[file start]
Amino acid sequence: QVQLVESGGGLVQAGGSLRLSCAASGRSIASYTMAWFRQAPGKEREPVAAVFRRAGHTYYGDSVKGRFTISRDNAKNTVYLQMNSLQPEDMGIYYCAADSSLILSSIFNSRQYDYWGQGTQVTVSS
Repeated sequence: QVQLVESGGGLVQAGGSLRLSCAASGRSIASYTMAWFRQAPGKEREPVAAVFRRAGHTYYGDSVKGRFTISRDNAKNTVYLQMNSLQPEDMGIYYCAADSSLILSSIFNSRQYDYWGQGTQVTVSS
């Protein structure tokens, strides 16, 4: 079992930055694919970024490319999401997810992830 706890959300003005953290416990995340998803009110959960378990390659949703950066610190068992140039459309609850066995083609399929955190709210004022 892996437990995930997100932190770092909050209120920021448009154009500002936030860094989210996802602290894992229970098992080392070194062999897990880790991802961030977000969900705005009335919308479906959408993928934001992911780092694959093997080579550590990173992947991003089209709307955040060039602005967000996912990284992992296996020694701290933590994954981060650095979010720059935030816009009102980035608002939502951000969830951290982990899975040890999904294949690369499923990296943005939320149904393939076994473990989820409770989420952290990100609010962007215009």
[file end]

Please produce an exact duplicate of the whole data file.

Amino acid sequence: QVQLVESGGGLVQAGGSLRLSCAASGRSIASYTMAWFRQAPGKEREPVAAVFRRAGHTYYGDSVKGRFTISRDNAKNTVYLQMNSLQPEDMGIYYCAADSSLILSSIFNSRQYDYWGQGTQVTVSS
Repeated sequence: QVQLVESGGGLVQAGGSLRLSCAASGRSIASYTMAWFRQAPGKEREPVAAVFRRAGHTYYGDSVKGRFTISRDNAKNTVYLQMNSLQPEDMGIYYCAADSSLILSSIFNSRQYDYWGQGTQVTVSS
């Protein structure tokens, strides 16, 4: 079992930055694919970024490319999401997810992830 706890959300003005953290416990995340998803009110959960378990390659949703950066610190068992140039459309609850066995083609399929955190709210004022 892996437990995930997100932190770092909050209120920021448009154009500002936030860094989210996802602290894992229970098992080392070194062999897990880790991802961030977000969900705005009335919308479906959408993928934001992911780092694959093997080579550590990173992947991003089209709307955040060039602005967000996912990284992992296996020694701290933590994954981060650095979010720059935030816009009102980035608002939502951000969830951290982990899975040890999904294949690369499923990296943005939320149904393939076994473990989820409770989420952290990100609010962007215009």